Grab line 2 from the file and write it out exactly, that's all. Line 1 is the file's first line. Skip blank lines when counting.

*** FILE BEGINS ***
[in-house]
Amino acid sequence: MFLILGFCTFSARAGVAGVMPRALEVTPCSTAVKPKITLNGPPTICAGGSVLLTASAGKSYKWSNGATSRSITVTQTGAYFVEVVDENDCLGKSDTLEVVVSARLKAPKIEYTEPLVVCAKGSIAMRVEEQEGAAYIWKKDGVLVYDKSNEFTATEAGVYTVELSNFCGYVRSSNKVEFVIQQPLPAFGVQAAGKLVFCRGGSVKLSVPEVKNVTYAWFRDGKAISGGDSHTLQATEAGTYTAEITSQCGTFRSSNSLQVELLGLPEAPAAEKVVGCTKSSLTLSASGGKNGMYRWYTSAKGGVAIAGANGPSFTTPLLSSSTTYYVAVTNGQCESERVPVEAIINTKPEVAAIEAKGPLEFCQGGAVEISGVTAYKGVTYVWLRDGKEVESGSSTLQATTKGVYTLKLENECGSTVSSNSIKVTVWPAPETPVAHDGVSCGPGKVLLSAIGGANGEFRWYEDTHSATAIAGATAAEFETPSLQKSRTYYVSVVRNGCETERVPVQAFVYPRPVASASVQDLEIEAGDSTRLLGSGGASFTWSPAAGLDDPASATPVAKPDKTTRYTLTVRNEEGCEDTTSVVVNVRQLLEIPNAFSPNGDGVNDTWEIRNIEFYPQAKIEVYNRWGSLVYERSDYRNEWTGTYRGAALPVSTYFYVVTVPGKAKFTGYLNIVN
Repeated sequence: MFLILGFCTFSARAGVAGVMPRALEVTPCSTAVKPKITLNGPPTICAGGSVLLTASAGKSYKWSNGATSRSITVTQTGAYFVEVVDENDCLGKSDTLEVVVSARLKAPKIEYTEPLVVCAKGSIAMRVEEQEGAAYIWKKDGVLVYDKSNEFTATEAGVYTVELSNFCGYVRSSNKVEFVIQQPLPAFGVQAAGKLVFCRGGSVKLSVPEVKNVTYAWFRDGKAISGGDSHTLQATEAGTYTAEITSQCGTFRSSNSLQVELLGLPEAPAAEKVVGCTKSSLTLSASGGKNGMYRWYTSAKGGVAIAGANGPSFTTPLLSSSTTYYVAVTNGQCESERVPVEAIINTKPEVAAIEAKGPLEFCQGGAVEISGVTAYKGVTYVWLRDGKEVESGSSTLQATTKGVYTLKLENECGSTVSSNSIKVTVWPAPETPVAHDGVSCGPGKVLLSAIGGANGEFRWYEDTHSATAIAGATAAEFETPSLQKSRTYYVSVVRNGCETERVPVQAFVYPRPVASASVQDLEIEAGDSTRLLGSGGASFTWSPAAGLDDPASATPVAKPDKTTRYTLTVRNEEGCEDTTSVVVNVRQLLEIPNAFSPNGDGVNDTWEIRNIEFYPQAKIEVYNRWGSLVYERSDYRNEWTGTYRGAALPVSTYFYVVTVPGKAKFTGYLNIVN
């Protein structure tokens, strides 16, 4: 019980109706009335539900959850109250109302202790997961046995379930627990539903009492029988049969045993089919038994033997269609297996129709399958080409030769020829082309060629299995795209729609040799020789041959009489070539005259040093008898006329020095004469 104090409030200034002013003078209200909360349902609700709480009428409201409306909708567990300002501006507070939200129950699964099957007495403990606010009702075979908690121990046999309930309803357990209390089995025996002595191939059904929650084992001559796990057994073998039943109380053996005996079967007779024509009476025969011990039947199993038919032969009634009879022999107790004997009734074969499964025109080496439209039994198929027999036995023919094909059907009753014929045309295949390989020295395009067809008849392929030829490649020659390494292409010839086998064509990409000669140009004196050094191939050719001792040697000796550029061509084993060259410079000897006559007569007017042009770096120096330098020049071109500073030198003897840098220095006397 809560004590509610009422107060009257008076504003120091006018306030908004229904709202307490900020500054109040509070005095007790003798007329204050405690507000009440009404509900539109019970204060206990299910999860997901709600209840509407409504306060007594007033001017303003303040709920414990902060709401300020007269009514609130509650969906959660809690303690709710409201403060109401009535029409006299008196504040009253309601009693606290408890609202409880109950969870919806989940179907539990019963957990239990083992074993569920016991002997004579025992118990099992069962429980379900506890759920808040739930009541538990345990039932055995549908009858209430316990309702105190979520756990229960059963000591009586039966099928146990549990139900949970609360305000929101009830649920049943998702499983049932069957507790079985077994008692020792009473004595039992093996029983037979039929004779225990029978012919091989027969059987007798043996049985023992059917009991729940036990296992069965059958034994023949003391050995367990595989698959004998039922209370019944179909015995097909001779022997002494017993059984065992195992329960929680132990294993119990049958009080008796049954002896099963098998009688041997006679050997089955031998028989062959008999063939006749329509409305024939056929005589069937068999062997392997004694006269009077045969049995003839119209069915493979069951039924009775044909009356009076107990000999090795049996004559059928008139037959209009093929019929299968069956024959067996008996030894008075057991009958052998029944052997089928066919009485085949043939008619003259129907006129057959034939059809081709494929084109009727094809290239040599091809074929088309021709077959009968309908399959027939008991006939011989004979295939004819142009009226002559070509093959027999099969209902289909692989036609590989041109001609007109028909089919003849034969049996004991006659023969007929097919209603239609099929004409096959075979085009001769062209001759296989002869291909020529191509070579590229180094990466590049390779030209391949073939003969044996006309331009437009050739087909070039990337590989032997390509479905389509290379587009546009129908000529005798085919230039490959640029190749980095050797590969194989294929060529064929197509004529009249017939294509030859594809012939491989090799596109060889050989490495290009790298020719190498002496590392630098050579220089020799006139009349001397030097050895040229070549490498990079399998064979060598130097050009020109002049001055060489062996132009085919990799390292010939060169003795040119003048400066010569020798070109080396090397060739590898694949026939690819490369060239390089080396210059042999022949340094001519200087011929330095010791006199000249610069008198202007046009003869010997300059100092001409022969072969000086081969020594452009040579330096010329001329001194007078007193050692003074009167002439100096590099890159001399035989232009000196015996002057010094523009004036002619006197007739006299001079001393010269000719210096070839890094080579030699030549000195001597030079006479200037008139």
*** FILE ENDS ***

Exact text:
Amino acid sequence: MFLILGFCTFSARAGVAGVMPRALEVTPCSTAVKPKITLNGPPTICAGGSVLLTASAGKSYKWSNGATSRSITVTQTGAYFVEVVDENDCLGKSDTLEVVVSARLKAPKIEYTEPLVVCAKGSIAMRVEEQEGAAYIWKKDGVLVYDKSNEFTATEAGVYTVELSNFCGYVRSSNKVEFVIQQPLPAFGVQAAGKLVFCRGGSVKLSVPEVKNVTYAWFRDGKAISGGDSHTLQATEAGTYTAEITSQCGTFRSSNSLQVELLGLPEAPAAEKVVGCTKSSLTLSASGGKNGMYRWYTSAKGGVAIAGANGPSFTTPLLSSSTTYYVAVTNGQCESERVPVEAIINTKPEVAAIEAKGPLEFCQGGAVEISGVTAYKGVTYVWLRDGKEVESGSSTLQATTKGVYTLKLENECGSTVSSNSIKVTVWPAPETPVAHDGVSCGPGKVLLSAIGGANGEFRWYEDTHSATAIAGATAAEFETPSLQKSRTYYVSVVRNGCETERVPVQAFVYPRPVASASVQDLEIEAGDSTRLLGSGGASFTWSPAAGLDDPASATPVAKPDKTTRYTLTVRNEEGCEDTTSVVVNVRQLLEIPNAFSPNGDGVNDTWEIRNIEFYPQAKIEVYNRWGSLVYERSDYRNEWTGTYRGAALPVSTYFYVVTVPGKAKFTGYLNIVN